According to Workman and Studak (2006), problem recognition styles which are associated with emerging adults can help marketers to understand the consumers in the clothing and fashion industry. The research carried out by the two authors established that both fashion followers and men reflected a need based approach to the process of problem recognition. However, fashion agents and women reflected a want based approach to problem recognition. It was later established that need based and want based approaches to fashion problem recognition had some relationship to the fashion consumer group membership and gender. (Workman and Studak, 2006). This research also established that the buying behavior depicted by men was totally different from the one portrayed by women in the fashion industry. This was attributed to the fact that they had different sets of problems that triggered the purchase. As men were being triggered by needs, women were triggered by wants thus the difference in the buying behavior. There are several causes of problem recognition which may include: A user being unsatisfied with a current product or service in the market. He/she will therefore devise means of achieving a better product with improved functionalities that meets all the desired user requirements. Problem recognition can also be caused by Items being out of stock. The users will realize that some items are no longer in stock and will therefore start looking for alternatives. They will make a decision based on the fact that some items are no longer in stock and therefore being forced to choose on the available options. The consumer needs and wants can also be another cause of problem recognition. In this aspect, different consumers have different needs, wants and tastes. a given decision will be reached at depending on the consumer needs, wants and tastes, a given decision will be reached at.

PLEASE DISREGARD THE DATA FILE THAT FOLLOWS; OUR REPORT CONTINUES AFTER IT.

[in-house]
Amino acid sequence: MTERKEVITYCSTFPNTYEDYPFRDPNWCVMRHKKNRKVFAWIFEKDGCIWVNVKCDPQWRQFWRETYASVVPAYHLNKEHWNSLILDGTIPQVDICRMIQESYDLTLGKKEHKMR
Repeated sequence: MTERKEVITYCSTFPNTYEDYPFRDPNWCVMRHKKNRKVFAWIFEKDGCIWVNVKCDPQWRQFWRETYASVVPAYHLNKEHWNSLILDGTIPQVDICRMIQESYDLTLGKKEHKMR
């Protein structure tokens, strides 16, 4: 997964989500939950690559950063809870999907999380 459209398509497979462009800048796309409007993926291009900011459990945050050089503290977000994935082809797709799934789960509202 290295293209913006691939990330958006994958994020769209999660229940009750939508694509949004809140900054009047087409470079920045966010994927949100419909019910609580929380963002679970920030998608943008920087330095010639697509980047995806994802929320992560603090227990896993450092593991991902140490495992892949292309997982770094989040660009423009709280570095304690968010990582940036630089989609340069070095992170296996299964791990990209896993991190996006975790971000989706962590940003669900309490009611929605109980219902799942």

When consumers are choosing the kinds of clothes to buy, they first have to recognize the problem that is triggering the purchase process. The triggers in most cases are: Weather, whereby consumers will purchase clothes that are best suited for a given season. Hot and cold seasons triggers different types of purchases. Another trigger of the decision making process when buying clothes is the season whereby some items may be in fashion during a given period of time. In order for the consumers to be in fashion, they may also decide to purchase the product that is fashion so that they remain up to date as far as fashion is concerned.
Materialism involves an aspect of life that is majorly concerned with money and possession. This aspect is based on the organized creation and development of an aspiration to buy goods and services in ever larger amounts. There are several attitudes that consumers have formed towards money and material values. According to Tatzel (2008), this scenario leads to four basic types of consumers. The types of consumers emanating as a result of this are:
- Value seeker – this class of consumers is tight with money and materialistic
- Big spender – this class of consumers is loose with money and materialistic
- Non-spender – this class of consumers is tight with money and not materialistic
- The experience – this class of consumers is loose with money and not materialistic.